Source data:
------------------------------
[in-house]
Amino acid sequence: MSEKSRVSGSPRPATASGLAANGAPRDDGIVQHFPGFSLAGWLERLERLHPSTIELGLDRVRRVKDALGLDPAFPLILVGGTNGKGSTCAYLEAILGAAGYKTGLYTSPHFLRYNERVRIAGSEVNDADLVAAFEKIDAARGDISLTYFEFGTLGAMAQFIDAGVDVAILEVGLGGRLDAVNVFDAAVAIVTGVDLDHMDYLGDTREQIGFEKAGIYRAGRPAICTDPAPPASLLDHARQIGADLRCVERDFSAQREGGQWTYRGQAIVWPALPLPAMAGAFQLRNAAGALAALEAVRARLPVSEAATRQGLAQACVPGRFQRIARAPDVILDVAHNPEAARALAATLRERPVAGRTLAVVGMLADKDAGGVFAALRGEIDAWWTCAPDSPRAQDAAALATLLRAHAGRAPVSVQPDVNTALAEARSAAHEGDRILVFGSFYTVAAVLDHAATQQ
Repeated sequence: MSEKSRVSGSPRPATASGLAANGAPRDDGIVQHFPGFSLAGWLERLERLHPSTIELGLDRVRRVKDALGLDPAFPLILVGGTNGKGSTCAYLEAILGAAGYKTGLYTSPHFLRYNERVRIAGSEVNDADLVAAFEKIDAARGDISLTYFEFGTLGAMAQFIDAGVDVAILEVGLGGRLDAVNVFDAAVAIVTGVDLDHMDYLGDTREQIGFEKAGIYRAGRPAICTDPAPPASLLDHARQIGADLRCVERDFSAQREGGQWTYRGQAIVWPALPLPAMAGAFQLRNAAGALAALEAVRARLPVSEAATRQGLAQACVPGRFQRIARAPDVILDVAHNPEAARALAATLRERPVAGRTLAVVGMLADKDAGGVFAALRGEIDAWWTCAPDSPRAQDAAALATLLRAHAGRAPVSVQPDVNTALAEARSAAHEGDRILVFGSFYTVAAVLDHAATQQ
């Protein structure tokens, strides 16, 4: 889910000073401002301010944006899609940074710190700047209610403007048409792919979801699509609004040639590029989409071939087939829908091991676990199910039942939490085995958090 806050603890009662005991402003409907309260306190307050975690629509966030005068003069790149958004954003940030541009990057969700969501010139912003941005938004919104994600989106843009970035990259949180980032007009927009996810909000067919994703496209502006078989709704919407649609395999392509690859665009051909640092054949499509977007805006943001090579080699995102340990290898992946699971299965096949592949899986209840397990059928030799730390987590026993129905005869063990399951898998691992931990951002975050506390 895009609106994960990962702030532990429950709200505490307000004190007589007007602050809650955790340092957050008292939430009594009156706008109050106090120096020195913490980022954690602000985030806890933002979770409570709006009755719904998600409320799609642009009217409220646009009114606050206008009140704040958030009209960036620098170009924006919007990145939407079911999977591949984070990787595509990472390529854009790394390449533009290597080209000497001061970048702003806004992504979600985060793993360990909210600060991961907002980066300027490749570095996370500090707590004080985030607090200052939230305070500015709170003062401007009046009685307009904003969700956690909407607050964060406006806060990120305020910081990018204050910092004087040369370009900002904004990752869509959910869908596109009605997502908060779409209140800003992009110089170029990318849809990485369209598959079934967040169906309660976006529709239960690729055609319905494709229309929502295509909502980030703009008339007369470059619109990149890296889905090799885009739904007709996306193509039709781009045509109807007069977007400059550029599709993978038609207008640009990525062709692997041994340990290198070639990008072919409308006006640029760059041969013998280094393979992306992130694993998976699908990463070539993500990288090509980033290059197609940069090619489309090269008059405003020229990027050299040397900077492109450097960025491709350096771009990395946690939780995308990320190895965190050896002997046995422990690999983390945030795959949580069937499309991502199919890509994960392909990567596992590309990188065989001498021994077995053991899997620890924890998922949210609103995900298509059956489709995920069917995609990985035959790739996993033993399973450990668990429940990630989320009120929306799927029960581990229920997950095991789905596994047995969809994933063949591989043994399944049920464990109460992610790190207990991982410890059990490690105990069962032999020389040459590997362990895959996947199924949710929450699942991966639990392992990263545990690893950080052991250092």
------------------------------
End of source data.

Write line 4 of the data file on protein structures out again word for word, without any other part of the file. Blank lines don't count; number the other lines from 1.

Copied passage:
């Protein structure tokens, strides 16, 4: 889910000073401002301010944006899609940074710190700047209610403007048409792919979801699509609004040639590029989409071939087939829908091991676990199910039942939490085995958090 806050603890009662005991402003409907309260306190307050975690629509966030005068003069790149958004954003940030541009990057969700969501010139912003941005938004919104994600989106843009970035990259949180980032007009927009996810909000067919994703496209502006078989709704919407649609395999392509690859665009051909640092054949499509977007805006943001090579080699995102340990290898992946699971299965096949592949899986209840397990059928030799730390987590026993129905005869063990399951898998691992931990951002975050506390 895009609106994960990962702030532990429950709200505490307000004190007589007007602050809650955790340092957050008292939430009594009156706008109050106090120096020195913490980022954690602000985030806890933002979770409570709006009755719904998600409320799609642009009217409220646009009114606050206008009140704040958030009209960036620098170009924006919007990145939407079911999977591949984070990787595509990472390529854009790394390449533009290597080209000497001061970048702003806004992504979600985060793993360990909210600060991961907002980066300027490749570095996370500090707590004080985030607090200052939230305070500015709170003062401007009046009685307009904003969700956690909407607050964060406006806060990120305020910081990018204050910092004087040369370009900002904004990752869509959910869908596109009605997502908060779409209140800003992009110089170029990318849809990485369209598959079934967040169906309660976006529709239960690729055609319905494709229309929502295509909502980030703009008339007369470059619109990149890296889905090799885009739904007709996306193509039709781009045509109807007069977007400059550029599709993978038609207008640009990525062709692997041994340990290198070639990008072919409308006006640029760059041969013998280094393979992306992130694993998976699908990463070539993500990288090509980033290059197609940069090619489309090269008059405003020229990027050299040397900077492109450097960025491709350096771009990395946690939780995308990320190895965190050896002997046995422990690999983390945030795959949580069937499309991502199919890509994960392909990567596992590309990188065989001498021994077995053991899997620890924890998922949210609103995900298509059956489709995920069917995609990985035959790739996993033993399973450990668990429940990630989320009120929306799927029960581990229920997950095991789905596994047995969809994933063949591989043994399944049920464990109460992610790190207990991982410890059990490690105990069962032999020389040459590997362990895959996947199924949710929450699942991966639990392992990263545990690893950080052991250092």